Five simple stretches you can do with your kids

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Stretching is a great way to increase children’s flexibility, posture and athletic performance as well as preventing injuries.

The main types of stretches are static and dynamic. Static stretching is holding a stretch without movement for around 15-30 seconds usually only at the end-range of a muscle. These stretches are great to perform during a cool down to increase flexibility and reduce muscle tightness.

With dynamic stretches you move a muscle group through its range of motion, usually to warm up muscles that are about to be used in an activity. Dynamic stretching prepares the joints for movement and muscles for optimal activation.

Maintaining good posture and flexibility is important for growing children and can prevent muscle imbalances. Reducing muscle tension is just as important for kids as it is for adults as muscles can become very tight from stress and during growth spurts. Stretching increases blood circulation and can also be beneficial when done for 10-15 minutes on its own, not only before or after exercise. Below are some examples of stretches that you can practice with your child to help your body and joints move more freely, allowing you to enjoy full functional mobility.

Child’s pose

How to do child’s pose:

Kneel with your knees spread slightly apart. Slowly bring your chest down to your knees and outstretch your arms so that your forehead is touching the ground. This is a very relaxing pose and gently stretches your torso and upper back as well as flexing your ankles, stretching your thighs and opening up your hips. This yoga pose is a good way for kids to begin and/or end a stretching session.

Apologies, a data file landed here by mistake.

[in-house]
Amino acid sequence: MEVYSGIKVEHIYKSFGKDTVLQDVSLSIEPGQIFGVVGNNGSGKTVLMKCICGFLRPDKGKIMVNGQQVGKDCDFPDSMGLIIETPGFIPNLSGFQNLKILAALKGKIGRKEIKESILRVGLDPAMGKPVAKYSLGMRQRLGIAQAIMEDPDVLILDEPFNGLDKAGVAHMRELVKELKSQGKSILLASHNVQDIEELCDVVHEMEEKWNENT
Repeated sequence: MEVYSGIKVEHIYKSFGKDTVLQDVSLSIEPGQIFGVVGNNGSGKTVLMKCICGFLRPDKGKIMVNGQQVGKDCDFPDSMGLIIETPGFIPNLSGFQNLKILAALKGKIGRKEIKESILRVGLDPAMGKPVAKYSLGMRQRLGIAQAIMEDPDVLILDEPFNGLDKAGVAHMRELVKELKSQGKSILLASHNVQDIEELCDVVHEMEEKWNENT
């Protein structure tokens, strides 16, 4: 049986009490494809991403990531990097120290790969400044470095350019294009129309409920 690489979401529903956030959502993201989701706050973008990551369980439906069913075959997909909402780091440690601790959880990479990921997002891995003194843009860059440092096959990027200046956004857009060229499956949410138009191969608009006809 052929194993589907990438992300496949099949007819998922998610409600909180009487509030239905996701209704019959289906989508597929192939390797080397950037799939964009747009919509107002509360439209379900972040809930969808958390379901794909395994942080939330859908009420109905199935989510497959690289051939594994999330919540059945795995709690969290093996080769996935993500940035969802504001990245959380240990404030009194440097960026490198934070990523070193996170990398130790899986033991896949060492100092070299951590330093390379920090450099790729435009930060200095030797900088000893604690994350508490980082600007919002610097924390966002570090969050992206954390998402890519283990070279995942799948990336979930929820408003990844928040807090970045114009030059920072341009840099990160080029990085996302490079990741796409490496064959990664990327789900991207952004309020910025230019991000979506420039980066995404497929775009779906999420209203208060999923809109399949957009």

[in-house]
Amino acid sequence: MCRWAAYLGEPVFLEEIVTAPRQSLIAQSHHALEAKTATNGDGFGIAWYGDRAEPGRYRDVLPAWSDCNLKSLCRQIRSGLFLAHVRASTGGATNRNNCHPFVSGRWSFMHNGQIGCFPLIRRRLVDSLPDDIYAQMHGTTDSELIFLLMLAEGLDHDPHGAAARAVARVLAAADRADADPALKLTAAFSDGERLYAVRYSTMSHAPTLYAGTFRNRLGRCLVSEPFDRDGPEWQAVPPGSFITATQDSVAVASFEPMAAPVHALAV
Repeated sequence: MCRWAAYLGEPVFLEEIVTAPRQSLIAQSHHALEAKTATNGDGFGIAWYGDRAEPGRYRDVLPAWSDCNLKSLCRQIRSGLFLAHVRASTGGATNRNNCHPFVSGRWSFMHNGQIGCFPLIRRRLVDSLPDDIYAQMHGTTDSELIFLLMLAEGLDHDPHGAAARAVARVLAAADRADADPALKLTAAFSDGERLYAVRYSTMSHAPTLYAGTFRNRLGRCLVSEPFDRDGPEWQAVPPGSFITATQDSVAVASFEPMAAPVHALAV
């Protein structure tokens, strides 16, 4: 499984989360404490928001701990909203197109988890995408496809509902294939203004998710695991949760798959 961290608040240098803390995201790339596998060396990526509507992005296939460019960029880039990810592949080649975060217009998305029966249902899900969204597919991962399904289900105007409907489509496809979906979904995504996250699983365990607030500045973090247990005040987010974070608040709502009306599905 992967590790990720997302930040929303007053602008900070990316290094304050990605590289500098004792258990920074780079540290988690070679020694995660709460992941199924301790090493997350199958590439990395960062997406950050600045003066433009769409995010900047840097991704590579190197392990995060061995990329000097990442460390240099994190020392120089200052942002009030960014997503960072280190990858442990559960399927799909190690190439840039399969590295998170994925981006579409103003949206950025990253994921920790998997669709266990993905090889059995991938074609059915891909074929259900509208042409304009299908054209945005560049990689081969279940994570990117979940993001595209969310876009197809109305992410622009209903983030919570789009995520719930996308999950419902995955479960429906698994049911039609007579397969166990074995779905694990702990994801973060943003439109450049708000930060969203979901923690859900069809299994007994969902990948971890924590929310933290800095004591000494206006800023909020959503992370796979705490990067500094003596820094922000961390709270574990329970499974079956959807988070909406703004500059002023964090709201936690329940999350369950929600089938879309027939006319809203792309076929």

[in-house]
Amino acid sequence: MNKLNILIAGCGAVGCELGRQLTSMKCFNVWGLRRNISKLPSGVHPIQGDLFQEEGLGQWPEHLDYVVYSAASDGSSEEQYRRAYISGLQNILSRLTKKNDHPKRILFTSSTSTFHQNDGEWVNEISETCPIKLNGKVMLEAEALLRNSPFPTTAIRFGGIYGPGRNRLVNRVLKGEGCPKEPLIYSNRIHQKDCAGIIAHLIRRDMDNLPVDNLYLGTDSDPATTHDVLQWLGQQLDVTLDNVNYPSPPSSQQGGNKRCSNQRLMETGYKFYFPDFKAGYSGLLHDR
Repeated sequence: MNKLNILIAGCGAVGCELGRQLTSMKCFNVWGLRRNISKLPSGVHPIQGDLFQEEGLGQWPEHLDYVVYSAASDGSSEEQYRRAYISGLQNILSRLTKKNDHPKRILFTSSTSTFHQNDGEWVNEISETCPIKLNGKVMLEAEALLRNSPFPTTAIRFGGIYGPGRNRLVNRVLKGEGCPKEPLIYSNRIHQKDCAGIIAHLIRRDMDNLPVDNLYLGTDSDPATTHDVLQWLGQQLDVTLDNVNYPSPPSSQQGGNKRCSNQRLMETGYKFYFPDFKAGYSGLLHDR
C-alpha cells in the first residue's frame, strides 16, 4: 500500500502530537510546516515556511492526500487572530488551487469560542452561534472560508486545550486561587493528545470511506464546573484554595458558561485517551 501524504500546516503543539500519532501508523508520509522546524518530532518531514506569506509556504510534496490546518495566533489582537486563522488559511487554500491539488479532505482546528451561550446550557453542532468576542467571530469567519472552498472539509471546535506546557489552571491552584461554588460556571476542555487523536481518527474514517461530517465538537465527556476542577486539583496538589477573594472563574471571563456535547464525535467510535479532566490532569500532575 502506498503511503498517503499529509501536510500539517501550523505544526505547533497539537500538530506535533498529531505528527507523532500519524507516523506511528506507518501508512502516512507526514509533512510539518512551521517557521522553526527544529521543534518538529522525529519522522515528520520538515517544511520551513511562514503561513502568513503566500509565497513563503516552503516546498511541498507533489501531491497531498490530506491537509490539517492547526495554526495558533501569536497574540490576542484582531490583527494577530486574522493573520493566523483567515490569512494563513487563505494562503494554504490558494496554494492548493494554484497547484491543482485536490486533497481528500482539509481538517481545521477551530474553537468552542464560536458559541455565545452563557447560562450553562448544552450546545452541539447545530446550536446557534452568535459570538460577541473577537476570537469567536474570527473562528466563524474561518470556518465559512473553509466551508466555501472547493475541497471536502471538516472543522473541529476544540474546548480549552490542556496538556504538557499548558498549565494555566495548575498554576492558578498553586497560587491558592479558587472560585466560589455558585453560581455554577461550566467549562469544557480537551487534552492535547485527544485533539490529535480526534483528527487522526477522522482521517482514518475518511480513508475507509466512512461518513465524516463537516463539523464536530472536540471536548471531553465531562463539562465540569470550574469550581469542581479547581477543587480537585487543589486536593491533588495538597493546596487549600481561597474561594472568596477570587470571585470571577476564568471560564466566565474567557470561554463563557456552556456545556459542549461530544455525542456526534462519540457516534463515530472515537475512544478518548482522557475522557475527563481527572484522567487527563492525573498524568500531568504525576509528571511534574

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Source: gaia.com


Knee lunge

How to do the knee lunge:

Start by kneeling on one knee. Place the opposite foot flat in front of you. Keep your back straight, and gently press forward until the knee is bent at a 90-degree angle. Make sure that the knee is directly over the ankle. This stretches the left hip and groin. Place hands on left knee to stabilize and hold for 10 to 30 seconds. Switch legs and repeat.

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Source: Bicycling Magazine


Hamstring stretch

How to stretch your hamstrings:

Sit on the ground with one leg out straight to the side of your body. Bend the opposite knee and touch the sole of your foot to the thigh of the straight leg. Reach out and touch the ankle or toes of your outstretched leg. Hold this position for 15 to 30 seconds; you should feel a good stretch.

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Source: Popsugar


Cat-cow

How to do the cat-cow stretch:

Get on all fours in a crawling position. Your spine should be neutral. If a mirror is available, you can check that your back should be flat across the top. First lift your head and neck and look up to the ceiling. This should give your upper back a noticeable stretch as it relieves tension caused by hunching over a desk or computer all day. This is the “cow” part of the pose. Next, slowly move your head down so that the spine moves back through the neutral position and arch your back so that the middle of your spine points towards the ceiling. This is the “cat” part of the stretch. This stretch is good for the spine and also strengthens the abdominal muscles. Repeat 5-10 times.

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Source: popsugar.com


Knees to Chest

How to do the knees to chest stretch:

Complete this stretch serie by lying on the floor. Then bend both knees and bring them to your chest. Breathe regularly while rocking from side to side gently for around 20 seconds.

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Source: Stylesatlife.com


Stretching can definitely enable your child to have better physical health, however, stretching in improper ways can do more harm than good. Here at WorldTrainer China, we not only offer professional and safe physical training but encourage youths to interact with other youths in a cross-cultural environment to improve their social skills.

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patty lee